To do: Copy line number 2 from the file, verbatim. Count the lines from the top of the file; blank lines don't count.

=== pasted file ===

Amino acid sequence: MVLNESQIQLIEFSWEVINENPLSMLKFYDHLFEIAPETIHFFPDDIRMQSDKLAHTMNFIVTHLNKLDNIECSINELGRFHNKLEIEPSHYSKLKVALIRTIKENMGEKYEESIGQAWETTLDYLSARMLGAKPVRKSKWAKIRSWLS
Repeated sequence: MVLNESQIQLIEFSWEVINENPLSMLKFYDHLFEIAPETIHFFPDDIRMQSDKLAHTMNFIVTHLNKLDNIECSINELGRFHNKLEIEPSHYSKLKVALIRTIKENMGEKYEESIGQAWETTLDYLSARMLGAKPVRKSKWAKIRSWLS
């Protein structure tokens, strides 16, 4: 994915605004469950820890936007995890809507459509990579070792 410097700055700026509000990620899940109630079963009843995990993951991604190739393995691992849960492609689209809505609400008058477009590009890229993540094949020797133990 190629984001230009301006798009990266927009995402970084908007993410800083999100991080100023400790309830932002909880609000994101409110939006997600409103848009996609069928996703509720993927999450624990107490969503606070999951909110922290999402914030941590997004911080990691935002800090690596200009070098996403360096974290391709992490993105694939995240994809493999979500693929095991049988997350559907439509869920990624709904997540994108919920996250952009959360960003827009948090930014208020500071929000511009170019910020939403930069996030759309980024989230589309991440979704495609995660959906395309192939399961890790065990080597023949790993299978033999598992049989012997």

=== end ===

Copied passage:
Repeated sequence: MVLNESQIQLIEFSWEVINENPLSMLKFYDHLFEIAPETIHFFPDDIRMQSDKLAHTMNFIVTHLNKLDNIECSINELGRFHNKLEIEPSHYSKLKVALIRTIKENMGEKYEESIGQAWETTLDYLSARMLGAKPVRKSKWAKIRSWLS